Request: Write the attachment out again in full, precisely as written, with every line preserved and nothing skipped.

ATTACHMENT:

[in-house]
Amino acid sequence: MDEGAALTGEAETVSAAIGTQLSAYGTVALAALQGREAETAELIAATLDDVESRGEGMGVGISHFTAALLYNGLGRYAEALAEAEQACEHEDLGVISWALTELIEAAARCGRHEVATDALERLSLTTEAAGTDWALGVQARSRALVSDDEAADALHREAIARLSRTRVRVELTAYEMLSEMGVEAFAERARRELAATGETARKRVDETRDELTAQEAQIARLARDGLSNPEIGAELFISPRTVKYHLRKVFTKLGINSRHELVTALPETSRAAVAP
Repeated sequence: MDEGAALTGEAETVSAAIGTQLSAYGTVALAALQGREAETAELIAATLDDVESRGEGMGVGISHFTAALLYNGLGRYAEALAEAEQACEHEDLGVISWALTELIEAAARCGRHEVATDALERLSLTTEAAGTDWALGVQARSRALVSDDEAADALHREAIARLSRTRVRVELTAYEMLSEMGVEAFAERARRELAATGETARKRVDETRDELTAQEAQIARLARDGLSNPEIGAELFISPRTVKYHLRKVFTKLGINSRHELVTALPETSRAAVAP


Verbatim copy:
[in-house]
Amino acid sequence: MDEGAALTGEAETVSAAIGTQLSAYGTVALAALQGREAETAELIAATLDDVESRGEGMGVGISHFTAALLYNGLGRYAEALAEAEQACEHEDLGVISWALTELIEAAARCGRHEVATDALERLSLTTEAAGTDWALGVQARSRALVSDDEAADALHREAIARLSRTRVRVELTAYEMLSEMGVEAFAERARRELAATGETARKRVDETRDELTAQEAQIARLARDGLSNPEIGAELFISPRTVKYHLRKVFTKLGINSRHELVTALPETSRAAVAP
Repeated sequence: MDEGAALTGEAETVSAAIGTQLSAYGTVALAALQGREAETAELIAATLDDVESRGEGMGVGISHFTAALLYNGLGRYAEALAEAEQACEHEDLGVISWALTELIEAAARCGRHEVATDALERLSLTTEAAGTDWALGVQARSRALVSDDEAADALHREAIARLSRTRVRVELTAYEMLSEMGVEAFAERARRELAATGETARKRVDETRDELTAQEAQIARLARDGLSNPEIGAELFISPRTVKYHLRKVFTKLGINSRHELVTALPETSRAAVAP